Graphics aren’t everything, are they? We all know this. Shitty pictures can quickly become irrelevant if the game is strong enough, and beautiful shinies often belie a stinking poop of a game. Being distracted by the pretties is a fool’s game. Still, I only chased down the developer of Secret Legend [official site] because I saw pictures of it on Kill Screen* and it looked so damned gorgeous. I nagged him until he sent me a copy of the game in its current very early state, because I wanted that prettiness right in front of my face. Oh, and it seems it’s a really rather lovely game, too!
Gosh it’s pretty though.
Essentially a modernisation of early Zelda, Secret Legend – at least in this early form – is a clean, crisp and wonderfully precise game. An isometric view, a gorgeous little fox character to control, and a lot of land to discover routes through. As you explore you find chests, and these give you equipment that allows you to progress where you could not before. Metroidvania, check. Swiping at blades of bobbing grass with a sword, check. Finding potions and extra weapons and coins to drop down wells to turn them into shops, check.
The result is something rather extremely adorable, thanks in a large part to its Monument Valley-meets-Bastion-esque aesthetic. The animations of both your fox, and the array of enemy types, are all simply perfect. And perfectly simple. Running, rolling, whacking and idling are all such a pleasure to look at, while the way grass swooshes as you run through it made me gasp the first time, and I’ve yet to grow tired of watching it. In fact, just the shape of the trees is so pleasing.
Combat is surprisingly tricky for something so immediately cute-looking, with later enemies packing enormous punches, and tactics necessary rather than just wildly swinging your stick or sword about. And again, all the attacks, the explosions, the blasts, are superbly good looking. And all on such a little scale, so teeny, all without a sense of showing off.
That’s what comes through most at this point – a game that barely seems aware how lovely it is. There’s no hand-holding. There’s, as yet, no story. (In fact, all the in-game text and instructions are in an unintelligible language, so defiantly understandable is the game itself.) It never zooms in on something to make sure you’ve seen, it doesn’t point the camera for you, it doesn’t want to nag you about anything. That’s deeply refreshing, and the result is a quiet, modest little project that is completely endearing.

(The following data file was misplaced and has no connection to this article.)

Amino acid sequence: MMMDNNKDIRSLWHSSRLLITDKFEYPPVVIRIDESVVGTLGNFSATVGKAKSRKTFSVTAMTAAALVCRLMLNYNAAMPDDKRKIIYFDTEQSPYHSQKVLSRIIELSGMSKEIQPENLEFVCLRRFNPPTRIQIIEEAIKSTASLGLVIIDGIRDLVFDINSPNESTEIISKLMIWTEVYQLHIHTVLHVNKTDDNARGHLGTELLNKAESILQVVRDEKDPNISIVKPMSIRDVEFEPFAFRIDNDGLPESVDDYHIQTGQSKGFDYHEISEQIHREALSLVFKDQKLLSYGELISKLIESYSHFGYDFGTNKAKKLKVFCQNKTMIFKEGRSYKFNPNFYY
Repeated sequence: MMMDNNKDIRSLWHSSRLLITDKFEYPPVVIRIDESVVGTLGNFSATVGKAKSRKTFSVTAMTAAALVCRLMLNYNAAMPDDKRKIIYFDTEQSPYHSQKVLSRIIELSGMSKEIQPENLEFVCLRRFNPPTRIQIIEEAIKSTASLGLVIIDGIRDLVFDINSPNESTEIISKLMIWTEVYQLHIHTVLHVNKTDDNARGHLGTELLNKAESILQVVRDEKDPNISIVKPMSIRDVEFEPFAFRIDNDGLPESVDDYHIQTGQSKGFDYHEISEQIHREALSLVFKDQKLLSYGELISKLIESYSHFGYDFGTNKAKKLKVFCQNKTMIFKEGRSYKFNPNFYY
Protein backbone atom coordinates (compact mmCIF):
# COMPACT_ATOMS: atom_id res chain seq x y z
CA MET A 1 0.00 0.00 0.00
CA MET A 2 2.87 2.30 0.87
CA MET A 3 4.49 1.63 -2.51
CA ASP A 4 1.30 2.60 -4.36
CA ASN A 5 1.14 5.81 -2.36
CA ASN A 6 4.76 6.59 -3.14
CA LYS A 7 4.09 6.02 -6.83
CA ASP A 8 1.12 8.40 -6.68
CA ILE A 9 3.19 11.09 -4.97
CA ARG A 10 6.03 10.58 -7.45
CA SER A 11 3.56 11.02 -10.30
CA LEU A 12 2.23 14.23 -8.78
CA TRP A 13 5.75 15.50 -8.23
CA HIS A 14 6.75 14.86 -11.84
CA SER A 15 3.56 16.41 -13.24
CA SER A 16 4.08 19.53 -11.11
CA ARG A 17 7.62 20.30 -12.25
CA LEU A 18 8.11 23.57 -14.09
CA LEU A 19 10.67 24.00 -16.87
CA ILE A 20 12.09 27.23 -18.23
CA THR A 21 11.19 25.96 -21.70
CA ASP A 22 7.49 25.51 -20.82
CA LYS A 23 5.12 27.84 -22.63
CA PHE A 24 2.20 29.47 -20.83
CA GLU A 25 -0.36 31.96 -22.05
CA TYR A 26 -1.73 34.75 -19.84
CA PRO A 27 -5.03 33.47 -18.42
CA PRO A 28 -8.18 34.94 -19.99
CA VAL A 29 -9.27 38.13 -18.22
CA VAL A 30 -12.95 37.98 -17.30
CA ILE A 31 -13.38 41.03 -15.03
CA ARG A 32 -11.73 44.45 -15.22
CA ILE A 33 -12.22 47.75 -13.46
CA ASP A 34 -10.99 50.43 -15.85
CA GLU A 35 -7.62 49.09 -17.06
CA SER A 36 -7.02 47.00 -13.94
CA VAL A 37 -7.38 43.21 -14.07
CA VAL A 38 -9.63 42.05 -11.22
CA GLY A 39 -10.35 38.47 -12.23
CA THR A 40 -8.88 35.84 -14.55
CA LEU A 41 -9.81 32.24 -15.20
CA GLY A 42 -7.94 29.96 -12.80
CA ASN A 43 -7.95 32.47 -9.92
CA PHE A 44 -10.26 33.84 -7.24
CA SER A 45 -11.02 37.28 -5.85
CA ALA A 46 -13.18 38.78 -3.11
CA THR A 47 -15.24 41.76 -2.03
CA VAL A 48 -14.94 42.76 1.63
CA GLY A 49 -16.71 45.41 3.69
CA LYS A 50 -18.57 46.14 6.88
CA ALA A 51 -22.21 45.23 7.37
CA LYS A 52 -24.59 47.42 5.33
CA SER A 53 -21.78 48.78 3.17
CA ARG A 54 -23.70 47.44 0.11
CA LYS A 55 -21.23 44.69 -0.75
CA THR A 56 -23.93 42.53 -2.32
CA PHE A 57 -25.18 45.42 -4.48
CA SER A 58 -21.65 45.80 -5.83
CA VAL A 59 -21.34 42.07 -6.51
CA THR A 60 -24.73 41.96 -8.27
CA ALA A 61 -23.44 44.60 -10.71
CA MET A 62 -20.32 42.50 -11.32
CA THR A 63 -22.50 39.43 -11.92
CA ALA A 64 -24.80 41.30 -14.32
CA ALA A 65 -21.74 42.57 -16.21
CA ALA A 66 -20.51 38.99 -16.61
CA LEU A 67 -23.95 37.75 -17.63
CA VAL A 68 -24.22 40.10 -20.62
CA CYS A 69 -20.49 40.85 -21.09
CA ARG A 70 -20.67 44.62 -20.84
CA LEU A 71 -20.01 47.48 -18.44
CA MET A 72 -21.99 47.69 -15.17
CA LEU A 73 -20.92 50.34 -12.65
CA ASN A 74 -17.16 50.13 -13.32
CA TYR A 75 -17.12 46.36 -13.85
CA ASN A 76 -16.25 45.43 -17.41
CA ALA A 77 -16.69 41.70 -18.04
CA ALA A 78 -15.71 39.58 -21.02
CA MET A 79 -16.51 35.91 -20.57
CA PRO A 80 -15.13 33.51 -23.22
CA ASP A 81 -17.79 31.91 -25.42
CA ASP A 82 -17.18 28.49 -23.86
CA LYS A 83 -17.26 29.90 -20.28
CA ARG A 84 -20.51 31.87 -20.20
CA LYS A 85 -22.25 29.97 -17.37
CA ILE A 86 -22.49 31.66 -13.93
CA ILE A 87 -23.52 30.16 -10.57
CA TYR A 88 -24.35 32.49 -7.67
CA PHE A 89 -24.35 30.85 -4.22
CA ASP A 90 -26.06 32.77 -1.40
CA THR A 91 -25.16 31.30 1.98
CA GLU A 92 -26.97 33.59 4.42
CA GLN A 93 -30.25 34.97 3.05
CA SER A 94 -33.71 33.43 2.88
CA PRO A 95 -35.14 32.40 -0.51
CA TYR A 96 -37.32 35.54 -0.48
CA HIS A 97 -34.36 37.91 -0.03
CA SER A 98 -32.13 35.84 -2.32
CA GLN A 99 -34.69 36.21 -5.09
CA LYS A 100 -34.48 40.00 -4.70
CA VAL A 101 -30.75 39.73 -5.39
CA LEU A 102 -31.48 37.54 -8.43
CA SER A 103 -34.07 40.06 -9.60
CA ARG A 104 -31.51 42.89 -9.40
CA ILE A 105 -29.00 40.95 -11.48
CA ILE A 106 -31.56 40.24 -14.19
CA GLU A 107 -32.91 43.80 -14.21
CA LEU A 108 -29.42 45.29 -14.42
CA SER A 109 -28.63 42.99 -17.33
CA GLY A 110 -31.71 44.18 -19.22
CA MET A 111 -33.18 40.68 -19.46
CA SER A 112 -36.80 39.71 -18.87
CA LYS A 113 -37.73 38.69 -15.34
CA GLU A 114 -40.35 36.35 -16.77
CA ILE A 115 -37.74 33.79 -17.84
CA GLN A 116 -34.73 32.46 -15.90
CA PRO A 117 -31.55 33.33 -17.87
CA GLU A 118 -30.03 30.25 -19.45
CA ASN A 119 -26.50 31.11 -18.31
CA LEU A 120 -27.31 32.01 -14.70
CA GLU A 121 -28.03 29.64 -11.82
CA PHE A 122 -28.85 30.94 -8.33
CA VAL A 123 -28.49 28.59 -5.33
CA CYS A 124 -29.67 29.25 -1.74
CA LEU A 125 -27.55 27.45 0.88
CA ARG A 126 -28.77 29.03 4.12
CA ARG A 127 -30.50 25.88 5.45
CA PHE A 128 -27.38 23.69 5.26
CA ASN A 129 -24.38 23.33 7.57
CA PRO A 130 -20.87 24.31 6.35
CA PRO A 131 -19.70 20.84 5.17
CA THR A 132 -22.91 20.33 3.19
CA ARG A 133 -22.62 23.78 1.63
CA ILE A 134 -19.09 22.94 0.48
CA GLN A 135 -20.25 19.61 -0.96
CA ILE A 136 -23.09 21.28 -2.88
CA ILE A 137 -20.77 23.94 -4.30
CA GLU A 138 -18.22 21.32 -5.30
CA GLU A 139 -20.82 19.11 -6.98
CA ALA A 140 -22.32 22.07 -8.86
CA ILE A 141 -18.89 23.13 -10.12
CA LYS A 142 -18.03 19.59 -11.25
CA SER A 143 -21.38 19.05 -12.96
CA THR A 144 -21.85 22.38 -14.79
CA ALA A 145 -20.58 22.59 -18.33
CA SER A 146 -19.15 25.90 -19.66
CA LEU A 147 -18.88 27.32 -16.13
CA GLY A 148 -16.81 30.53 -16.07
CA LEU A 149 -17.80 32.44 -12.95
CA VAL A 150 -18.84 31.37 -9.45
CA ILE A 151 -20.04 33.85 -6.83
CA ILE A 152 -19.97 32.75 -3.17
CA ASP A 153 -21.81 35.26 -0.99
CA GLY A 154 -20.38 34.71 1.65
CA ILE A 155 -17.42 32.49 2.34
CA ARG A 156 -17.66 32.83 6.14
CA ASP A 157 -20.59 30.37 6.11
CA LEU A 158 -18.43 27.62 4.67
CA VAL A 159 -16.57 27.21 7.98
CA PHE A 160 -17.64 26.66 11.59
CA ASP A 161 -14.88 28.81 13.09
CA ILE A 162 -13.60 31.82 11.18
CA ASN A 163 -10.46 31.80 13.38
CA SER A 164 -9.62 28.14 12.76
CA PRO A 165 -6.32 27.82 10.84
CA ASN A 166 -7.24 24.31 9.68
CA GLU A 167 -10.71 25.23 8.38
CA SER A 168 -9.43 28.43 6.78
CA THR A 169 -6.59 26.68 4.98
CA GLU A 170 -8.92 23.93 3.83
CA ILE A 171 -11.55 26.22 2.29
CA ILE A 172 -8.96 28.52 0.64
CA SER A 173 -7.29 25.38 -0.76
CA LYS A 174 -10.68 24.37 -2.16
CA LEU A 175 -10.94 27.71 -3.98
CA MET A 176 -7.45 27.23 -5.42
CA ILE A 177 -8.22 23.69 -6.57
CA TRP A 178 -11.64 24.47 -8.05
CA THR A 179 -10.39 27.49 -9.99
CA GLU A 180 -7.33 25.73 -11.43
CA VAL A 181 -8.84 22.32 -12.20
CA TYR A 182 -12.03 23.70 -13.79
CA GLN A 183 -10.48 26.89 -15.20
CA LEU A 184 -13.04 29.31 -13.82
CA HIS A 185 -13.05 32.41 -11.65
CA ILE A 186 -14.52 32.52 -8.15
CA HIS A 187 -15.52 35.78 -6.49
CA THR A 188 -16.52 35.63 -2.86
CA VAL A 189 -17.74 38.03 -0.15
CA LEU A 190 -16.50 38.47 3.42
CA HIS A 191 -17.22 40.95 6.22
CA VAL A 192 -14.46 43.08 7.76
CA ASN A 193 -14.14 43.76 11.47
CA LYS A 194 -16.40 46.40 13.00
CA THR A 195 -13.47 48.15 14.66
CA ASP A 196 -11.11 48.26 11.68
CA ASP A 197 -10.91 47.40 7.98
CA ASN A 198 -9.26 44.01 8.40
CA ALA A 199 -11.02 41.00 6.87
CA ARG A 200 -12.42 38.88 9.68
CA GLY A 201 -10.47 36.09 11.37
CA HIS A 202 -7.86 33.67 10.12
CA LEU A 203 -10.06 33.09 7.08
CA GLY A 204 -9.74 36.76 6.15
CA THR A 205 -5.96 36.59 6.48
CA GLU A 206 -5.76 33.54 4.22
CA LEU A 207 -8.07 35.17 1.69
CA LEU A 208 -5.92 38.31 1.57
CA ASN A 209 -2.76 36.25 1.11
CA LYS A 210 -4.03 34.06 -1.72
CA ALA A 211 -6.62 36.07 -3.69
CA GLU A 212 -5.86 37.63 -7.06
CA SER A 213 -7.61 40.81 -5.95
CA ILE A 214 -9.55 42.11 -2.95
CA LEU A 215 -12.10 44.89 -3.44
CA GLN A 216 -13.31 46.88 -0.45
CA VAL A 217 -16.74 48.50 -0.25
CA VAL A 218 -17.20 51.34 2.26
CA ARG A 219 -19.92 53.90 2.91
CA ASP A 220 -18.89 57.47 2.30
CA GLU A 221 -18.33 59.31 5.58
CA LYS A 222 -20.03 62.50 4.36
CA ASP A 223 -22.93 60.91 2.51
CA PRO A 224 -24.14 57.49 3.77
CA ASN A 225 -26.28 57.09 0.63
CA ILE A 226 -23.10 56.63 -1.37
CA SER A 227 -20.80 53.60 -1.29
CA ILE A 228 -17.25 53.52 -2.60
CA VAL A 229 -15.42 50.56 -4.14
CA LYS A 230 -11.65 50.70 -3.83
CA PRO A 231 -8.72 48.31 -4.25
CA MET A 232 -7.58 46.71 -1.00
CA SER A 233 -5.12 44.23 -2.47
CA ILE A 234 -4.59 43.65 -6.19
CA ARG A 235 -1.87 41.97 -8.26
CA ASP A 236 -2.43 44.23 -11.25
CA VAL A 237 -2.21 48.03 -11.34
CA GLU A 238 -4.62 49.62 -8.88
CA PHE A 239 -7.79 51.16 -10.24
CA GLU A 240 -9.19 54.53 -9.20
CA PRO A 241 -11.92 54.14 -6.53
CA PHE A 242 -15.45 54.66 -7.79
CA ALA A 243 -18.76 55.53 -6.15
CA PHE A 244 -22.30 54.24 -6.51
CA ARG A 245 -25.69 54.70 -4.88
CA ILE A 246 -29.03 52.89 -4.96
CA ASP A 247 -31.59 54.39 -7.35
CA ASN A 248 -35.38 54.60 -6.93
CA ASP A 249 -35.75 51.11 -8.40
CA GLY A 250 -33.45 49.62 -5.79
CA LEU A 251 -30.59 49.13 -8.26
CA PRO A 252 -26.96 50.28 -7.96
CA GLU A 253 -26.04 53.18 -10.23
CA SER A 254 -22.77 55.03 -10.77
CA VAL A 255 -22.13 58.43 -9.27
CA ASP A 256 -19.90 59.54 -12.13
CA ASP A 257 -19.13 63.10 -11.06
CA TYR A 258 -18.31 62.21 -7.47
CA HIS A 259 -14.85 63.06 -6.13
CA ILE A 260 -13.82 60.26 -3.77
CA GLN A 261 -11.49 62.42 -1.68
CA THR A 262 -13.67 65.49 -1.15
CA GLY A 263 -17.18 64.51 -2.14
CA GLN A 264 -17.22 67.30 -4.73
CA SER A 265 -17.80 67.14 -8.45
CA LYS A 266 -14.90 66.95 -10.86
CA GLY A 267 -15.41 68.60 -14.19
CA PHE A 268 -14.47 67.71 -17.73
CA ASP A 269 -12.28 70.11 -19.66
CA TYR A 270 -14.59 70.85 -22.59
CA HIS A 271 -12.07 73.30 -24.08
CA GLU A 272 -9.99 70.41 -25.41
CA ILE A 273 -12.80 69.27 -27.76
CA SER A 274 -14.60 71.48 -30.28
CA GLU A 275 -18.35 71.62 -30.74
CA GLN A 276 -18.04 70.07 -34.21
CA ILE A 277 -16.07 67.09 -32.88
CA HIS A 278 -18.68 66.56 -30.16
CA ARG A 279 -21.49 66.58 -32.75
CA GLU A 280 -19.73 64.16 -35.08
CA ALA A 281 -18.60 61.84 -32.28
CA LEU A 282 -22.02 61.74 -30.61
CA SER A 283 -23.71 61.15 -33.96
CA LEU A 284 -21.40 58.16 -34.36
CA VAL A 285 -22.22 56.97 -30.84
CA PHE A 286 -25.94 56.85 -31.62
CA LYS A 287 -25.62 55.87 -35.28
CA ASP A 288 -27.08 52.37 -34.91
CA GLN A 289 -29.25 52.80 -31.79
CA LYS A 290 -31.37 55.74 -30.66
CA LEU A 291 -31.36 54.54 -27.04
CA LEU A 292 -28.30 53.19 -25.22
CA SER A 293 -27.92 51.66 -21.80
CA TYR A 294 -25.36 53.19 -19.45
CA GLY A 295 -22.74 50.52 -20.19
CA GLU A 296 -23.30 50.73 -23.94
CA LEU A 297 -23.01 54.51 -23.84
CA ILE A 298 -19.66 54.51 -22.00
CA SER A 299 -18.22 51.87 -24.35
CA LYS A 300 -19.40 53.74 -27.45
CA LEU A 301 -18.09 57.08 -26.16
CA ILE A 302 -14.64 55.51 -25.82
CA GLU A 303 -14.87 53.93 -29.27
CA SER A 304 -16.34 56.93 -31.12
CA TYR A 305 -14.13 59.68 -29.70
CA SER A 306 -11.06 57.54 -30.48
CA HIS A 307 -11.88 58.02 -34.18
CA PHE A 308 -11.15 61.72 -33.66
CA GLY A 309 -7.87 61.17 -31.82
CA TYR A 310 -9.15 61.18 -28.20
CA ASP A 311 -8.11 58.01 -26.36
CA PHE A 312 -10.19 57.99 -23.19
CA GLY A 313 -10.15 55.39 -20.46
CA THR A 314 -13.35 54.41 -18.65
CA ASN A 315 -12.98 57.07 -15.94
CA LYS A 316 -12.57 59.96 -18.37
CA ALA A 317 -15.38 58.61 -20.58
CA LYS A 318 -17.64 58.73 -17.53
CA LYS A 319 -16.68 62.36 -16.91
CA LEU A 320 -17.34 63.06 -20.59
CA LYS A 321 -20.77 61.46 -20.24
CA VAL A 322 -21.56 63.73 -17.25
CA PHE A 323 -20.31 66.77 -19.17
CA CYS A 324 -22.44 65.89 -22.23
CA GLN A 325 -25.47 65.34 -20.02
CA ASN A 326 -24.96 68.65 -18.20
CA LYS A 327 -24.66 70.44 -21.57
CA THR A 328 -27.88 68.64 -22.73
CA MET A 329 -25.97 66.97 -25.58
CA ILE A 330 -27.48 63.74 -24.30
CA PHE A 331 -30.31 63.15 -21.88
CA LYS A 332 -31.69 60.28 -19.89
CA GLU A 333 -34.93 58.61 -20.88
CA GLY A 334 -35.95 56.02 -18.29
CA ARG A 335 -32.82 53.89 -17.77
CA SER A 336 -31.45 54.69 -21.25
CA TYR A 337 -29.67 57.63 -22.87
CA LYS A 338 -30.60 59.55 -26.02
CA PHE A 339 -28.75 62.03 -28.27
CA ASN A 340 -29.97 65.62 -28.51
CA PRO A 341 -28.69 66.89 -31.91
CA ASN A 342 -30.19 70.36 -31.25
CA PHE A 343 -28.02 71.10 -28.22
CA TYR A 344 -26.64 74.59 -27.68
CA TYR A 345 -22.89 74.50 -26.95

I want to try to explain what I meant by “precise game” earlier. Obviously as games players we learn the vocabulary of gaming – a game’s job at its start is to let us know which dialect it’s speaking, teach us any new words and phrases we need to know, and let us know how to apply knowledge we already have. Secret Legend feels like it’s speaking something so core, so essentially game. Look, I’m struggling to express this. It’s not that it’s simple, although it’s not complicated. It’s not that it’s unoriginal, though it’s strongly set in an established form. It’s just pure. Does that make sense? It’s not ashamed of being Zelda, it’s not ashamed of failing to introduce some dramatic new twist or complicated new mechanic. It’s just getting on with being good at being what it wants to be.
That strange language in which in-game text is written occasionally features a recognisable number, or a word in English, that prompts you to guess at what it might be trying to say. And I realised, as I was playing, how this exactly captures my long-lost feeling of playing a Japanese game on DS and fathoming what I was supposed to be doing via the same means. For some reason “CONGRATULATION” would be in English, and the instructions for the puzzle would have the number 8 appear enough times that I’d realise it was significant. I don’t know if Shouldice was intending to convey this, but it sure felt familiar.
This is all rather effusive praise for a game that’s described as “really early”, and goodness knows, developer Andrew Shouldice could arse it up entirely between now and whenever he chooses to release it. But it’s deserved praise too – it’s so immediately attractive, both graphically and with its gentle, explorable world. If this can maintain its purity, not bury itself in details, then it could finish up as something really special. Well, it already is.
*Please remind me to hunt down Kill Screen’s Dylan Pasture and hit him with a bat until he learns what “adventure games” are.